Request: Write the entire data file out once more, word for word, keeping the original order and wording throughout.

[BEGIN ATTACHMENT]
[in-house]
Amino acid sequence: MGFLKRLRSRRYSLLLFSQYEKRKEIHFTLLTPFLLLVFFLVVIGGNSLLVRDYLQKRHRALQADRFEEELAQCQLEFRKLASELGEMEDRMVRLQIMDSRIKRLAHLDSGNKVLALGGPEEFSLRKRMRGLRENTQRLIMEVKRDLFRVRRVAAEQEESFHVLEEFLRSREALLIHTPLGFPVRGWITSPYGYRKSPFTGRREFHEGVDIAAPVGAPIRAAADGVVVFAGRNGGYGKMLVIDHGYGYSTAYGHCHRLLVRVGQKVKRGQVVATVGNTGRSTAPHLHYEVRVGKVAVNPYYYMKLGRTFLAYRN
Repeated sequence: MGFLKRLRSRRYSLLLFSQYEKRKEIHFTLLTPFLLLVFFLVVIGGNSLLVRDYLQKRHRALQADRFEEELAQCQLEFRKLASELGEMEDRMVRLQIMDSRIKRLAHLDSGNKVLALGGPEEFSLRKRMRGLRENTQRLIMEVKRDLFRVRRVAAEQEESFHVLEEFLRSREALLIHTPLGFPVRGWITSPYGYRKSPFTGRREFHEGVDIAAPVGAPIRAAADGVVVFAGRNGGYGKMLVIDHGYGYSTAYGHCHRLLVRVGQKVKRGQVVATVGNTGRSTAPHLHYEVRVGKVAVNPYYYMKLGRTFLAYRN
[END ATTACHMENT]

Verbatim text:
[in-house]
Amino acid sequence: MGFLKRLRSRRYSLLLFSQYEKRKEIHFTLLTPFLLLVFFLVVIGGNSLLVRDYLQKRHRALQADRFEEELAQCQLEFRKLASELGEMEDRMVRLQIMDSRIKRLAHLDSGNKVLALGGPEEFSLRKRMRGLRENTQRLIMEVKRDLFRVRRVAAEQEESFHVLEEFLRSREALLIHTPLGFPVRGWITSPYGYRKSPFTGRREFHEGVDIAAPVGAPIRAAADGVVVFAGRNGGYGKMLVIDHGYGYSTAYGHCHRLLVRVGQKVKRGQVVATVGNTGRSTAPHLHYEVRVGKVAVNPYYYMKLGRTFLAYRN
Repeated sequence: MGFLKRLRSRRYSLLLFSQYEKRKEIHFTLLTPFLLLVFFLVVIGGNSLLVRDYLQKRHRALQADRFEEELAQCQLEFRKLASELGEMEDRMVRLQIMDSRIKRLAHLDSGNKVLALGGPEEFSLRKRMRGLRENTQRLIMEVKRDLFRVRRVAAEQEESFHVLEEFLRSREALLIHTPLGFPVRGWITSPYGYRKSPFTGRREFHEGVDIAAPVGAPIRAAADGVVVFAGRNGGYGKMLVIDHGYGYSTAYGHCHRLLVRVGQKVKRGQVVATVGNTGRSTAPHLHYEVRVGKVAVNPYYYMKLGRTFLAYRN